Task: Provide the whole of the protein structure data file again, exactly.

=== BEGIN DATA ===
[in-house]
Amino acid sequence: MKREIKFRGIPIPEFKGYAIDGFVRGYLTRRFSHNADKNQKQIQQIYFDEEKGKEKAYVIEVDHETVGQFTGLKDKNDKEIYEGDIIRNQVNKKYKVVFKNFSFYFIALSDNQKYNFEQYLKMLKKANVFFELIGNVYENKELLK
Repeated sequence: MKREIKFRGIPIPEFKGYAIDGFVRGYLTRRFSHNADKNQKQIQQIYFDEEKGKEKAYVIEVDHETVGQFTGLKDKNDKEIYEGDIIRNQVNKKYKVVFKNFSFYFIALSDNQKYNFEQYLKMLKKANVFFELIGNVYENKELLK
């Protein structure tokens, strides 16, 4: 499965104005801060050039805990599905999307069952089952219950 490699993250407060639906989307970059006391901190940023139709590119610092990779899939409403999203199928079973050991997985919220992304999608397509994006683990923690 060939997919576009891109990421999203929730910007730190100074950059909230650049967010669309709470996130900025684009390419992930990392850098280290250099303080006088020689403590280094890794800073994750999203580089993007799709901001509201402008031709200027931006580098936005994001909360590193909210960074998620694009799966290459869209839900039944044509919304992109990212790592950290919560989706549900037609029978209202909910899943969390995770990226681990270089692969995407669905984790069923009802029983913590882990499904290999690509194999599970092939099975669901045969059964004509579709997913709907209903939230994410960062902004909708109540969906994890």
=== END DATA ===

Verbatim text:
[in-house]
Amino acid sequence: MKREIKFRGIPIPEFKGYAIDGFVRGYLTRRFSHNADKNQKQIQQIYFDEEKGKEKAYVIEVDHETVGQFTGLKDKNDKEIYEGDIIRNQVNKKYKVVFKNFSFYFIALSDNQKYNFEQYLKMLKKANVFFELIGNVYENKELLK
Repeated sequence: MKREIKFRGIPIPEFKGYAIDGFVRGYLTRRFSHNADKNQKQIQQIYFDEEKGKEKAYVIEVDHETVGQFTGLKDKNDKEIYEGDIIRNQVNKKYKVVFKNFSFYFIALSDNQKYNFEQYLKMLKKANVFFELIGNVYENKELLK
């Protein structure tokens, strides 16, 4: 499965104005801060050039805990599905999307069952089952219950 490699993250407060639906989307970059006391901190940023139709590119610092990779899939409403999203199928079973050991997985919220992304999608397509994006683990923690 060939997919576009891109990421999203929730910007730190100074950059909230650049967010669309709470996130900025684009390419992930990392850098280290250099303080006088020689403590280094890794800073994750999203580089993007799709901001509201402008031709200027931006580098936005994001909360590193909210960074998620694009799966290459869209839900039944044509919304992109990212790592950290919560989706549900037609029978209202909910899943969390995770990226681990270089692969995407669905984790069923009802029983913590882990499904290999690509194999599970092939099975669901045969059964004509579709997913709907209903939230994410960062902004909708109540969906994890």